Miller, R., Grott, A., Patzkéwitsch, D. et al. 2023. Behavior of piglets in an observation arena before and after castration with local anesthesia. Animals 13(3), 529.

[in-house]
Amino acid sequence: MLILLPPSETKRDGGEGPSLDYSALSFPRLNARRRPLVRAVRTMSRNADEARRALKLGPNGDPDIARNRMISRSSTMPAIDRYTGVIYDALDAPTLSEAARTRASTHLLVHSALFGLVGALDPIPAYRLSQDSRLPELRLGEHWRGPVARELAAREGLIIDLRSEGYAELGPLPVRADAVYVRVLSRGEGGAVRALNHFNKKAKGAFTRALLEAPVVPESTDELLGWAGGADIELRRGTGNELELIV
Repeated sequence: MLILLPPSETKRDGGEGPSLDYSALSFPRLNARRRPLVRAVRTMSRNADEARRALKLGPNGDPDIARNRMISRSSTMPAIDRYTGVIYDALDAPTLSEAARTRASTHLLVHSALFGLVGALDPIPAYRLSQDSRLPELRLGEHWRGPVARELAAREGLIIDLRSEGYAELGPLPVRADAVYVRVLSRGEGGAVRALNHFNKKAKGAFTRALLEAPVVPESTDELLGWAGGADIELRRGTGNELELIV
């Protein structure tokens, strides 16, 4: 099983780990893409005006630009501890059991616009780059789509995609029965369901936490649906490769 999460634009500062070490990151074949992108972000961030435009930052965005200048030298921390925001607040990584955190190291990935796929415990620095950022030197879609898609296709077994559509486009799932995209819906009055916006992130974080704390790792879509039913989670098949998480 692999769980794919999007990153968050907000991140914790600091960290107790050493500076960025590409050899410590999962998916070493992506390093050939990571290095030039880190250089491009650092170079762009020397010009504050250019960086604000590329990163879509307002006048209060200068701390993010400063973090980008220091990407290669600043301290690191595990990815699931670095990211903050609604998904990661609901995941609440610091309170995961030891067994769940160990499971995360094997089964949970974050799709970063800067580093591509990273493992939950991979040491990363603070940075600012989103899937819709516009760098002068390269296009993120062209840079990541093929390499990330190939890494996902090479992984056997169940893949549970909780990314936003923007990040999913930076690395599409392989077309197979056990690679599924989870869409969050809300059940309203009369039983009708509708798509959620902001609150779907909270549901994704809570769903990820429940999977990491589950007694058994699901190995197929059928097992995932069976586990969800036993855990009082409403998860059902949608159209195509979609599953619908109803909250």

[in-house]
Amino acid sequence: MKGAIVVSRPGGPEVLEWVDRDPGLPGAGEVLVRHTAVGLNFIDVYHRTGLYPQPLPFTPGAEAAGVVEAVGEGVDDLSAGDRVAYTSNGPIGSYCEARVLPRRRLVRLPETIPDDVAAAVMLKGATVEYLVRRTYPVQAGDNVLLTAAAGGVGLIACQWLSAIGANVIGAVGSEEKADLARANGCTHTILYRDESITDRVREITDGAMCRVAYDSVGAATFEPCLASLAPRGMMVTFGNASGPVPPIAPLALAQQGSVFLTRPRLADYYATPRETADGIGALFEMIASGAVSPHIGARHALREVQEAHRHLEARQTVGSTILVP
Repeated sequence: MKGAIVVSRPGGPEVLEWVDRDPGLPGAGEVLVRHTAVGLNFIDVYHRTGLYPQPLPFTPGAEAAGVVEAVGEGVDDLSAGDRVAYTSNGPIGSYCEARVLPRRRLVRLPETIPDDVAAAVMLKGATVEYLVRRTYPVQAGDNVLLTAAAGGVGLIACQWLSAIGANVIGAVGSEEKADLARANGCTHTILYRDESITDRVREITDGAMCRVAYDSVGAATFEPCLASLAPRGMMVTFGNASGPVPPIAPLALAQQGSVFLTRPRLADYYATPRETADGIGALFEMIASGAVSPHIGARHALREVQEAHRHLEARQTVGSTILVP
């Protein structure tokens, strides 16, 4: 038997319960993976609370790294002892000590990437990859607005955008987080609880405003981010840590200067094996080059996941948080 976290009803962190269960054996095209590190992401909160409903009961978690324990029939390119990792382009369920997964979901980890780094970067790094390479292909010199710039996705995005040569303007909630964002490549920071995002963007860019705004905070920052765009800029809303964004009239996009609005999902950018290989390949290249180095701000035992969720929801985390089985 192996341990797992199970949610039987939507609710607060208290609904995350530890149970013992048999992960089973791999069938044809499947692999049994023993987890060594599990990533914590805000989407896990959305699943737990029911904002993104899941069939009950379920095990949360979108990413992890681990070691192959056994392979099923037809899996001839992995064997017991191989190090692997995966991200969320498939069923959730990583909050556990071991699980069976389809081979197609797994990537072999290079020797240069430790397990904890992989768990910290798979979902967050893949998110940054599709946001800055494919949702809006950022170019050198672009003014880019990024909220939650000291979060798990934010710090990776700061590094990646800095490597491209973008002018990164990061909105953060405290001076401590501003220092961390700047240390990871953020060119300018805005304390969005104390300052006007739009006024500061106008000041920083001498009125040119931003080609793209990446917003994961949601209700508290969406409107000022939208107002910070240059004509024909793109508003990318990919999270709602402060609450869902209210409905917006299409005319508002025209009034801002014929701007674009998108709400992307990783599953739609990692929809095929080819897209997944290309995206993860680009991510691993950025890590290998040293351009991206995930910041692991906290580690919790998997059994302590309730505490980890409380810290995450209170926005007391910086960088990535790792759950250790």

Surgical castration of piglets is generally recognized as a painful procedure, but there is currently no gold standard for the assessment of pain behavior in piglets. However, pain assessment is essential for evaluating the effectiveness of local anesthetics. In this study, we investigated the efficacy of four local anesthetics in terms of pain relief during and after surgical castration in three sequential study parts. To do so, we filmed 178 piglets before the applied procedures, after injection of the local anesthetic, and up to 24 h after castration (five observation times in total) in an observation arena and compared their behavior before and after castration and between treatments and control groups. The results showed significant differences in the behavior of the piglets before and after castration and between the sham-castrated control group and the control group castrated without anesthesia. The different local anesthesia treatment groups showed diverging differences to the control groups. The most frequently shown pain-associated behaviors of the piglets were changes in tail position and hunched back posture. We observed a reduction but no complete elimination of the expressed pain-associated behaviors after local anesthesia. Several behavioral changes—such as changes in tail position, hunched back posture or tail wagging—persisted until the day after castration. Owing to the limited duration of the effects of the local anesthetics, local anesthesia did not influence long-term pain.